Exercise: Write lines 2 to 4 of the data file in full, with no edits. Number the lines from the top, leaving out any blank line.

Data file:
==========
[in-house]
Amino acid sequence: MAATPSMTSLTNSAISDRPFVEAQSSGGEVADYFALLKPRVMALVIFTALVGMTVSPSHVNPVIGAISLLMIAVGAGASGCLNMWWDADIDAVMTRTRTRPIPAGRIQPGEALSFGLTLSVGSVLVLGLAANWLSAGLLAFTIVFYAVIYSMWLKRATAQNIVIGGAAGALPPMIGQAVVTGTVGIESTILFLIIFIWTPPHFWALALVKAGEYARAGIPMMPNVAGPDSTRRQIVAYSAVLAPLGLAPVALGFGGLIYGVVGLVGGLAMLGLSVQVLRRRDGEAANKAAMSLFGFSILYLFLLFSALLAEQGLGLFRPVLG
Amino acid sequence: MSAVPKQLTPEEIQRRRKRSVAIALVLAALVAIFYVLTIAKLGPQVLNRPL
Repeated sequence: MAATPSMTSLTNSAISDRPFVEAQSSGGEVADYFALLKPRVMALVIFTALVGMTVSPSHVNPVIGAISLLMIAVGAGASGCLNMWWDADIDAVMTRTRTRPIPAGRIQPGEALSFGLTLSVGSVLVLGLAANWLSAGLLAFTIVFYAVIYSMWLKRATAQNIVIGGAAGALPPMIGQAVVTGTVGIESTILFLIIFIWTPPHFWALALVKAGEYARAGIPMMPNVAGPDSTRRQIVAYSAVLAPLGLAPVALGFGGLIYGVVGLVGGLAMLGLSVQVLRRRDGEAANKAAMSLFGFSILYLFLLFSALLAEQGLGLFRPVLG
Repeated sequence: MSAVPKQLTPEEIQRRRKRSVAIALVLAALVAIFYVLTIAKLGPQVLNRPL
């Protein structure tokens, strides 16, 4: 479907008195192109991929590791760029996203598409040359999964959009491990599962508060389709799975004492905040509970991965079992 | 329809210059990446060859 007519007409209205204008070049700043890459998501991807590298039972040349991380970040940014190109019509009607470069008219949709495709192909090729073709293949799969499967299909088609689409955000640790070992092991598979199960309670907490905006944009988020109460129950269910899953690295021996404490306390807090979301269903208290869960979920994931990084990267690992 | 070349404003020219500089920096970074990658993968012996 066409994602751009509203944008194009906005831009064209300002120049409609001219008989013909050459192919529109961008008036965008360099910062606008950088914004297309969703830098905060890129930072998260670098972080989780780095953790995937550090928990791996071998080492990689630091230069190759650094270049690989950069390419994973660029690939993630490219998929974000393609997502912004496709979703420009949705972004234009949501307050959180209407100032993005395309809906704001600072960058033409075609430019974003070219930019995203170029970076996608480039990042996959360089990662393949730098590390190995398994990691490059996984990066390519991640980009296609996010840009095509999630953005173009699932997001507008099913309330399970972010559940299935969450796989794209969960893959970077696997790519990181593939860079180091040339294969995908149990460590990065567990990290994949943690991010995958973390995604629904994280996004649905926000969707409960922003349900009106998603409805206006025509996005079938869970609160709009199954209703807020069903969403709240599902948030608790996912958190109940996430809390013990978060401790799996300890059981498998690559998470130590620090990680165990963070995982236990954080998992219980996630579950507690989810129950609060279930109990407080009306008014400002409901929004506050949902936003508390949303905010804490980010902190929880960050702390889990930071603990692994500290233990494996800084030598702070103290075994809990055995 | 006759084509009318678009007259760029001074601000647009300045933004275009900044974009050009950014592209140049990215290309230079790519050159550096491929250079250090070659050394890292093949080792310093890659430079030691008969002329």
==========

Amino acid sequence: MAATPSMTSLTNSAISDRPFVEAQSSGGEVADYFALLKPRVMALVIFTALVGMTVSPSHVNPVIGAISLLMIAVGAGASGCLNMWWDADIDAVMTRTRTRPIPAGRIQPGEALSFGLTLSVGSVLVLGLAANWLSAGLLAFTIVFYAVIYSMWLKRATAQNIVIGGAAGALPPMIGQAVVTGTVGIESTILFLIIFIWTPPHFWALALVKAGEYARAGIPMMPNVAGPDSTRRQIVAYSAVLAPLGLAPVALGFGGLIYGVVGLVGGLAMLGLSVQVLRRRDGEAANKAAMSLFGFSILYLFLLFSALLAEQGLGLFRPVLG
Amino acid sequence: MSAVPKQLTPEEIQRRRKRSVAIALVLAALVAIFYVLTIAKLGPQVLNRPL
Repeated sequence: MAATPSMTSLTNSAISDRPFVEAQSSGGEVADYFALLKPRVMALVIFTALVGMTVSPSHVNPVIGAISLLMIAVGAGASGCLNMWWDADIDAVMTRTRTRPIPAGRIQPGEALSFGLTLSVGSVLVLGLAANWLSAGLLAFTIVFYAVIYSMWLKRATAQNIVIGGAAGALPPMIGQAVVTGTVGIESTILFLIIFIWTPPHFWALALVKAGEYARAGIPMMPNVAGPDSTRRQIVAYSAVLAPLGLAPVALGFGGLIYGVVGLVGGLAMLGLSVQVLRRRDGEAANKAAMSLFGFSILYLFLLFSALLAEQGLGLFRPVLG